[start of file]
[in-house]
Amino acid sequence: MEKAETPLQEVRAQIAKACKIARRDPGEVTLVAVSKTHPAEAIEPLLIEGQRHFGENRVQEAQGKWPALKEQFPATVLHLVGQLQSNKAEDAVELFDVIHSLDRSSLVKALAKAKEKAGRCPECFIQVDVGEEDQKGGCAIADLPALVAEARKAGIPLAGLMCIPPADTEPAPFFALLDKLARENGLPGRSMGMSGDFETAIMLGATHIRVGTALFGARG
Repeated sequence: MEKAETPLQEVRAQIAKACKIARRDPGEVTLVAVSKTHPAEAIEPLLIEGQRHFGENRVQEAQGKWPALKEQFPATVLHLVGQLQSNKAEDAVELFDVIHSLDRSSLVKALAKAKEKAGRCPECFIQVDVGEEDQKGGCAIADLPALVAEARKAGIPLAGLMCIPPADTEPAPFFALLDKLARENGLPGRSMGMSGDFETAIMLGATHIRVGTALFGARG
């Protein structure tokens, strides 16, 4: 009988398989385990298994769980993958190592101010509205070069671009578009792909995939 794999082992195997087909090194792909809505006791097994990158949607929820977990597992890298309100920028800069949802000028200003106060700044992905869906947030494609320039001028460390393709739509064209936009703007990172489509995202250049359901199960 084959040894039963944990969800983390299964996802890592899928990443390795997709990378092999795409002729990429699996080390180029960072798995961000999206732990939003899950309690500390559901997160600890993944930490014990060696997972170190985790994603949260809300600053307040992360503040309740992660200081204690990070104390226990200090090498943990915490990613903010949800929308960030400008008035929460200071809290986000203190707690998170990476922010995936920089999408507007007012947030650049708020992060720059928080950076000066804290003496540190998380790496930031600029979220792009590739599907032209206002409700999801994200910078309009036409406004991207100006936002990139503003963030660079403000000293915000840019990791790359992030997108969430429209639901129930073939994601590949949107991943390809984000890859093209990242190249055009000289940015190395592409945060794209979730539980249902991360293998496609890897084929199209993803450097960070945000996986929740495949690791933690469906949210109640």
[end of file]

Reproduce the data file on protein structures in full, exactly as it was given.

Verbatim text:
[in-house]
Amino acid sequence: MEKAETPLQEVRAQIAKACKIARRDPGEVTLVAVSKTHPAEAIEPLLIEGQRHFGENRVQEAQGKWPALKEQFPATVLHLVGQLQSNKAEDAVELFDVIHSLDRSSLVKALAKAKEKAGRCPECFIQVDVGEEDQKGGCAIADLPALVAEARKAGIPLAGLMCIPPADTEPAPFFALLDKLARENGLPGRSMGMSGDFETAIMLGATHIRVGTALFGARG
Repeated sequence: MEKAETPLQEVRAQIAKACKIARRDPGEVTLVAVSKTHPAEAIEPLLIEGQRHFGENRVQEAQGKWPALKEQFPATVLHLVGQLQSNKAEDAVELFDVIHSLDRSSLVKALAKAKEKAGRCPECFIQVDVGEEDQKGGCAIADLPALVAEARKAGIPLAGLMCIPPADTEPAPFFALLDKLARENGLPGRSMGMSGDFETAIMLGATHIRVGTALFGARG
């Protein structure tokens, strides 16, 4: 009988398989385990298994769980993958190592101010509205070069671009578009792909995939 794999082992195997087909090194792909809505006791097994990158949607929820977990597992890298309100920028800069949802000028200003106060700044992905869906947030494609320039001028460390393709739509064209936009703007990172489509995202250049359901199960 084959040894039963944990969800983390299964996802890592899928990443390795997709990378092999795409002729990429699996080390180029960072798995961000999206732990939003899950309690500390559901997160600890993944930490014990060696997972170190985790994603949260809300600053307040992360503040309740992660200081204690990070104390226990200090090498943990915490990613903010949800929308960030400008008035929460200071809290986000203190707690998170990476922010995936920089999408507007007012947030650049708020992060720059928080950076000066804290003496540190998380790496930031600029979220792009590739599907032209206002409700999801994200910078309009036409406004991207100006936002990139503003963030660079403000000293915000840019990791790359992030997108969430429209639901129930073939994601590949949107991943390809984000890859093209990242190249055009000289940015190395592409945060794209979730539980249902991360293998496609890897084929199209993803450097960070945000996986929740495949690791933690469906949210109640």